HOT STORY: The $8.5 trillion prize

In terms of your attitude to risk, do you want your pension plan to take on substantial risk in order to achieve large potential returns? When an independent financial advisor asks that question, it is tempting to say: “Hell, yeah.” That is, until you get to this question: How would you feel if you entered into an investment and it fell by, say, 15 percent in value? 

This is the stuff of self-assessment questionnaires in personal retirement planning nowadays. Indeed, with the on-going shift in the US from defined benefit (DB) to defined contribution (DC) pension plans, millions of Americans suddenly are confronting these choices when deciding on the most suitable basket of investments.

With DC plans, one elects a portion of salary one is willing to ‘sacrifice’ (that’s the defined part) to be put into a personal, ring-fenced investment pot, and that (hopefully) the employer will match to some degree. The big difference with these DC pensions is that the pension money is no longer pooled together with millions of other savers to form one massive pool of capital ready to be invested. Instead, it is a single little pool, and any losses will be the individual’s to bare, not that of the employer.

401(k) in the US

Why does any of this matter to private equity real estate? Well, the increasingly popular DC plans, or 401(k)s, are leading real estate investment management firms, including those that run opportunity funds, to question how they could possibly capture this army of individual investors. Fund managers know they can no longer rely solely on DB funds as limited partners forever. That is because companies that operate DB pension plans want to wind them down, as many have seen their liabilities mushroom as people live longer. They also would rather see the individual employee take the risk of losses.

In September, several participants at the PERE Global Investor Forum in Amsterdam took note of the rise of the DC pension plan. Nori Gerardo Lietz, founder of Areté Capital, predicted a profound effect on the industry. “DB pensions are going to have to say over the next five years that they really cannot make any more private equity or private equity real estate investments,” she said. At the same time, the shift to DC schemes would end in a “massive consolidation of power” within the consultant community because they are going to be the beneficiaries of outsourced management, she explained.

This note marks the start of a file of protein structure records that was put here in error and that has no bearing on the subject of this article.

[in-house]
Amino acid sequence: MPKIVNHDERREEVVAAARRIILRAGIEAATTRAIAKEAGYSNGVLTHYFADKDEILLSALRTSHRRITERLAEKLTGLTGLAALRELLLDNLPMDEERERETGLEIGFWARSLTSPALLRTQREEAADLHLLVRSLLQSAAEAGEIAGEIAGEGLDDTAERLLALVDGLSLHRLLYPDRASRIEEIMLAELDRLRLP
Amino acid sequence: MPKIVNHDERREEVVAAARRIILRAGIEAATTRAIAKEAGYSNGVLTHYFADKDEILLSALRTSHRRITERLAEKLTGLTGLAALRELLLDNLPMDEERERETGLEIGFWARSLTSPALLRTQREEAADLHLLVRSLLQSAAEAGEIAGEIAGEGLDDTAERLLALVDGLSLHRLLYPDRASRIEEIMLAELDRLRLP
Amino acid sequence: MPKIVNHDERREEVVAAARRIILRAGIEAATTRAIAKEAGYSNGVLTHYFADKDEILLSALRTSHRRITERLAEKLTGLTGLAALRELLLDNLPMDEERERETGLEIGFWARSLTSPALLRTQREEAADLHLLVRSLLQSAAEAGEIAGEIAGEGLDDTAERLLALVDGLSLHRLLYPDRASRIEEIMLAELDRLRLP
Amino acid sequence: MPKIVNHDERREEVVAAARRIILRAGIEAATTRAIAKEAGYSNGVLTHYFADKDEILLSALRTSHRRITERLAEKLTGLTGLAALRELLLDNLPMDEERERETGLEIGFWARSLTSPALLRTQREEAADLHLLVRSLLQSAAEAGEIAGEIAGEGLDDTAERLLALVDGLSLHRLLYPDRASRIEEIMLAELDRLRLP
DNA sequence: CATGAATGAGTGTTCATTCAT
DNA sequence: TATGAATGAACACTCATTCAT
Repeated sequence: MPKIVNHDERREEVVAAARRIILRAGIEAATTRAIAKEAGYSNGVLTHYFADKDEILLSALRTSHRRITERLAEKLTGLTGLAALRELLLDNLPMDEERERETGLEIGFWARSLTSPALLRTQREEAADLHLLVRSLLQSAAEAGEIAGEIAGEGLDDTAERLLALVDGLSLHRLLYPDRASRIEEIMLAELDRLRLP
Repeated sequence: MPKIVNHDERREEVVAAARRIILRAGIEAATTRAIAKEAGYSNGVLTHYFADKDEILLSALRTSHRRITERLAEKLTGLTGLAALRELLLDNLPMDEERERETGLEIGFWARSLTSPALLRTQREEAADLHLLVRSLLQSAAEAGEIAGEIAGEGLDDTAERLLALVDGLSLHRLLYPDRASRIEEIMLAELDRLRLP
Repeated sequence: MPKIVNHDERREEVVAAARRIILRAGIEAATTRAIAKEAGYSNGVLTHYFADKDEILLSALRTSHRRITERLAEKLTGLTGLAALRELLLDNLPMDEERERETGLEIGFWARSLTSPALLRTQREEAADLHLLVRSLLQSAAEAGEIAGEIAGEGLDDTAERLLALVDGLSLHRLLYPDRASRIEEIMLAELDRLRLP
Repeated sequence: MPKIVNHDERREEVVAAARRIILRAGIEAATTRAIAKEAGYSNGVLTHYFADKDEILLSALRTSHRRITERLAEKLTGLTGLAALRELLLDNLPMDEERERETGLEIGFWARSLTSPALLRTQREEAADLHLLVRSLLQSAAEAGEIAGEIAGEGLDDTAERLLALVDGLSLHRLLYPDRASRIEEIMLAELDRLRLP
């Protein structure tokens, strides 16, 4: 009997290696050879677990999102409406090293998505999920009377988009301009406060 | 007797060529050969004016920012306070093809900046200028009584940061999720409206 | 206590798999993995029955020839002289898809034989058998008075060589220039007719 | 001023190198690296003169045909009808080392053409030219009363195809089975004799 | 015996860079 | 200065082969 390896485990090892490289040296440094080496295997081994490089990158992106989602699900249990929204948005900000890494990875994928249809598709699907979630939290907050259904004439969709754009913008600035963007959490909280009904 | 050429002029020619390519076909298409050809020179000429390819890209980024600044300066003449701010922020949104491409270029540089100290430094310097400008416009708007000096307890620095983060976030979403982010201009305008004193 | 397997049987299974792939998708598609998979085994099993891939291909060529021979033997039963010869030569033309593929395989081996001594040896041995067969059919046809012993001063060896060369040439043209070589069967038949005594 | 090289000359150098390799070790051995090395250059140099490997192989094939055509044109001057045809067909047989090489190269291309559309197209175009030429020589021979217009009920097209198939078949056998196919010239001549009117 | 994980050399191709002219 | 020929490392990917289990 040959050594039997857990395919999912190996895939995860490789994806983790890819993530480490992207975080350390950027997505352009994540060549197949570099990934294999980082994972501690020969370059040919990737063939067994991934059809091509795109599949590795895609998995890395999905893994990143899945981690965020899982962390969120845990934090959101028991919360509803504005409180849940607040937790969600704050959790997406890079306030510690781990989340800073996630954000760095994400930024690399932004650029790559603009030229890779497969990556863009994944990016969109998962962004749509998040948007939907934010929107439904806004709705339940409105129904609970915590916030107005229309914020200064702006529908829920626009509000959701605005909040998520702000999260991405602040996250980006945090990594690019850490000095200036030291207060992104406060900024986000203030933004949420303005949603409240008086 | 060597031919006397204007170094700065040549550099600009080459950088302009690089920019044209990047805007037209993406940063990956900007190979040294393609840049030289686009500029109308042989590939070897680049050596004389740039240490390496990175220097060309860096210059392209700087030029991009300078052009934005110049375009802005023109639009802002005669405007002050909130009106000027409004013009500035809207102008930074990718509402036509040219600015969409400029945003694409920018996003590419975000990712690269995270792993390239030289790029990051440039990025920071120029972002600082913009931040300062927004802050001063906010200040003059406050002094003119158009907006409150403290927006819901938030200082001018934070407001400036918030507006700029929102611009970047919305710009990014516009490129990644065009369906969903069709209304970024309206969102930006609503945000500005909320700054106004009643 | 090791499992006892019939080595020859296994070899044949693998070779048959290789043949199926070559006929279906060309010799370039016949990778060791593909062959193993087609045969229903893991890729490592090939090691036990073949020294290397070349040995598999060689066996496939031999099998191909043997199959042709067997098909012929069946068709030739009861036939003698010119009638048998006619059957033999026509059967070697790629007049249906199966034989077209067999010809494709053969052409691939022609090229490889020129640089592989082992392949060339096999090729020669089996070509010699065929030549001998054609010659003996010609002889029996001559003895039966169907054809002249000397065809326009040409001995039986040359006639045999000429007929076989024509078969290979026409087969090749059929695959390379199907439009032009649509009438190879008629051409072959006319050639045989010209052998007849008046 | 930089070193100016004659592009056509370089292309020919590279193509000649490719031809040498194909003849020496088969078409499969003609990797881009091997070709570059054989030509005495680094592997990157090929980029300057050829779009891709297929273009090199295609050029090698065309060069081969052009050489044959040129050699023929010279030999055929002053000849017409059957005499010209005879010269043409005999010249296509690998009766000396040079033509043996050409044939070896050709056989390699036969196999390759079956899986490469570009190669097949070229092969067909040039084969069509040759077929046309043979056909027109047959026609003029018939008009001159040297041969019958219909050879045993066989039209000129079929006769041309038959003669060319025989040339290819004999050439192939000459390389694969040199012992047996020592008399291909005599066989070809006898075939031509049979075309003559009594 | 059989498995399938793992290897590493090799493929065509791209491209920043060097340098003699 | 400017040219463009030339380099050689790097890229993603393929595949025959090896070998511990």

Kurt Roeloffs, global chief investment officer at RREEF, said no one had yet conquered how to take a higher-risk strategy such as private equity real estate and apply it to DC schemes. “That is going to be a very big prize as those funds get scaled up in size and they do more real estate investment.”

For any manager that can capture DC investors, there is potentially a huge prize. McKinsey & Company, the global consultancy firm, said in a recent research paper that the size of the DC market was likely to double by 2015 to between $7.5 trillion and $8.5 trillion in assets under management. More strikingly still, it said DC funds would become three times larger than the market for DB plans. “Plan providers, asset managers and financial advisors/wealth managers, among others, will enjoy access to a revenue pool projected at $20 billion to $25 billion for the mega 401(k) plan segment alone,” it said.

Obstacles to overcome